That was a genuinely profound experience. I’m glad I caught this link.

  6. OrangeLazarus says:

    This game has been following me around.

  7. aklab says:

    Wow, that was an experience. Perfect soundtrack. Seeing the unavailable choices crossed out in red was surprisingly affecting. 

    • boardgameguy says:

      agreed.  i joked earlier, but then played it through.  it was a real eye opener to see how depression permeates so deeply into the fabric of one’s life and thoughts.

  8. mattgee says:

    So…yeah.  I’m 23, diagnosed with depression, on medication for it.  It’s stunning how accurate this was.

    I probably shouldn’t have played it.

  9. ShrikeTheAvatar says:

    Brilliant and touching, and very affecting emotionally.  

    I think I’m going to go back and donate.

  10. The_Misanthrope says:

     “My life is nothing but pressure. All pressure. This pressure is like a
    heaviness. It’s always on top of me, this heaviness. It’s always there
    since I’m a kid. Other people wake up in the morning, ‘A new day! Ah, up
    and at ’em!’ I wake up, the heaviness is waiting for me nice. Sometimes
    I even talk to it. I say [adopts cheerful voice] ‘Hi, heaviness!’ and
    the heaviness looks back at me, [in an ominous growl] ‘Today you’re
    gonna get it good. You’ll be drinking early today.’”-Rodney Dangerfield

  11. beema says:

    I’m currently suffering with severe depression and anxiety, so it makes me very glad to see something like this that brings attention to the issue. I don’t think I could bring myself to play through it, though.

  12. PaganPoet says:

    I honestly saw a lot of myself in this game, which is kind of disconcerting, I’ve never entertained the idea that I might be depressed.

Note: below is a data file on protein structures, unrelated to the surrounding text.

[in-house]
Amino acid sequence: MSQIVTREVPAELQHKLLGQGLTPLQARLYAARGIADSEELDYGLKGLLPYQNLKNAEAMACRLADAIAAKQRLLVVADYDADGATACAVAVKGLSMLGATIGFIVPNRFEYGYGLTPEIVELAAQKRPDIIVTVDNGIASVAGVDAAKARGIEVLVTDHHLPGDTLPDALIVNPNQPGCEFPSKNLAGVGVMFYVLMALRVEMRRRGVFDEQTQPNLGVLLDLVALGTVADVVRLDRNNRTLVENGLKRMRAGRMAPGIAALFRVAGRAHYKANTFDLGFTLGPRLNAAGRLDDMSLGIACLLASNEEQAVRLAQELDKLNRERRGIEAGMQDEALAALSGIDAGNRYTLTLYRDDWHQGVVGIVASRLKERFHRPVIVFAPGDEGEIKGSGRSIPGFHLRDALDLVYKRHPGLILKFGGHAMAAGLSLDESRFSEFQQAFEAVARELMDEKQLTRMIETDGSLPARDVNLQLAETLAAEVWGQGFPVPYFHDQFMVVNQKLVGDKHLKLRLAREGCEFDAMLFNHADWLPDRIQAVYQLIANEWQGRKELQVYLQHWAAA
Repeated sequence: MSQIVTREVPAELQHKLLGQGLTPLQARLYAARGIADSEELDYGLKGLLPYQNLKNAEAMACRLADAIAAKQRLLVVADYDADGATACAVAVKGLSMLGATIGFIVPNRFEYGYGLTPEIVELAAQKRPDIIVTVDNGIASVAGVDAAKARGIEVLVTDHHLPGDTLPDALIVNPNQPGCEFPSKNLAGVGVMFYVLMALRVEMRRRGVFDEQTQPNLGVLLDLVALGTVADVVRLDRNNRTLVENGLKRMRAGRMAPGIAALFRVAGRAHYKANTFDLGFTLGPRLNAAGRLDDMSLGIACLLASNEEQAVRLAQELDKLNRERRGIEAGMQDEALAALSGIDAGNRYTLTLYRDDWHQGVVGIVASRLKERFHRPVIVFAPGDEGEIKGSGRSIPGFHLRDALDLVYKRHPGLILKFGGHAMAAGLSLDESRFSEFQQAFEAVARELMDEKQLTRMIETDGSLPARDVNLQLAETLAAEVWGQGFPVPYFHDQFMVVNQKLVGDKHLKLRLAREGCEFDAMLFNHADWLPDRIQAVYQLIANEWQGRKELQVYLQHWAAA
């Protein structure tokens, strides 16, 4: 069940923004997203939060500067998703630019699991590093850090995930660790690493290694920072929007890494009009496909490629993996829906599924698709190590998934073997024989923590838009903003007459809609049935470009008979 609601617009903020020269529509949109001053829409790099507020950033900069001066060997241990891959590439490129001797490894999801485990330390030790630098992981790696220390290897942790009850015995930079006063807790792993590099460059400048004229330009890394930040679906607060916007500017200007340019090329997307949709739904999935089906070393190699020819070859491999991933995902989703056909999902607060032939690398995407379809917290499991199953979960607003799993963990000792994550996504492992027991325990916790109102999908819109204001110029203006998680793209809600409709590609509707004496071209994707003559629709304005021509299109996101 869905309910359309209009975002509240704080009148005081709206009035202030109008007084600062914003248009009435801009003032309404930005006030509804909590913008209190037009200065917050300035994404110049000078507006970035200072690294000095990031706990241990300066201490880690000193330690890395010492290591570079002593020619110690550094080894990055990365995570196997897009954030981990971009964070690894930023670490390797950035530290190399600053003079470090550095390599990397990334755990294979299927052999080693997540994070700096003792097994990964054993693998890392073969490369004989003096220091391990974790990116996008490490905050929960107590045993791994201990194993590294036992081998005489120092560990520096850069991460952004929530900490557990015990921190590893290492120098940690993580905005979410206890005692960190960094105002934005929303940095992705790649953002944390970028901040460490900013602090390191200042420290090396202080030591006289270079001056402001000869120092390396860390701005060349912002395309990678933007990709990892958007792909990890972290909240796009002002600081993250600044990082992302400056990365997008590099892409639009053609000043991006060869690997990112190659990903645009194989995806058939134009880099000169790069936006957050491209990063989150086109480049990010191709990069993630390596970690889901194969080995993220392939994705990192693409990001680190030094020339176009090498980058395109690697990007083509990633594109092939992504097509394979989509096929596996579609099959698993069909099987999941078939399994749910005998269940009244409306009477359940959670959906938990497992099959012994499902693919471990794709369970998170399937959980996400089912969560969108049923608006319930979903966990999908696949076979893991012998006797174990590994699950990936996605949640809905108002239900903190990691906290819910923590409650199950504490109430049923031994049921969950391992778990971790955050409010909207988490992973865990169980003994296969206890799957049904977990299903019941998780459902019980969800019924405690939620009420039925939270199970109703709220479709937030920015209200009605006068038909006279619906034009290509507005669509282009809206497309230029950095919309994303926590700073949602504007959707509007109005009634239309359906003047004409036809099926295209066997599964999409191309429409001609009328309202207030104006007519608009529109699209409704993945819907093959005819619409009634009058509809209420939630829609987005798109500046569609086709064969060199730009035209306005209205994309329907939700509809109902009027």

13. So yeah, that was pretty intense, but also wonderful. I’m definitely going to share it with some people I know who are sensitive to these things.

    While I wouldn’t consider myself depressed and don’t experience basically any of the emotions described, I do engage in a lot of the pointless, cyclically self-sabotaging behaviors and have days (or stretches of days) when I’m just totally useless. I’ve always thought of those stretches as a (perhaps suboptimal) coping mechanism rather than as inherently a problem, though… I think my approach is to really commit to being mopey and unproductive until I get so frustrated with myself that I can’t help but finally get off my ass and get to work.

    I’ve done basically nothing useful since taking the bar exam 12 days ago (well, I’ve watched the entirety of House of Cards, and now the first season and a half of West Wing), and I finally feel like I’m starting to reach the boiling point where I’m ready to get stuff done. I guess this might be something like a depression analogue to structured procrastination.

  14. kippkate says:

    Really interesting experience. 

    Puts me in mind of a browser game I played a while ago at
    It asks you questions about your life and your connections to other people. Really unsettled me, but in an involving way. Had to go and hug my flatmate afterwards. 

  15. Eco1970 says:

    That was excellent. Quite hard work, even though I tried to choose all of the ‘good’ decisions.

    I did find a chuckle in the game, though. There’s one bit where the summary npanels at the bottom say that all the CBT sessions with the therapist are making you feel much better. I know it means Cognitive Behaviour Therapy, but CBT also means Cock n Ball Torture.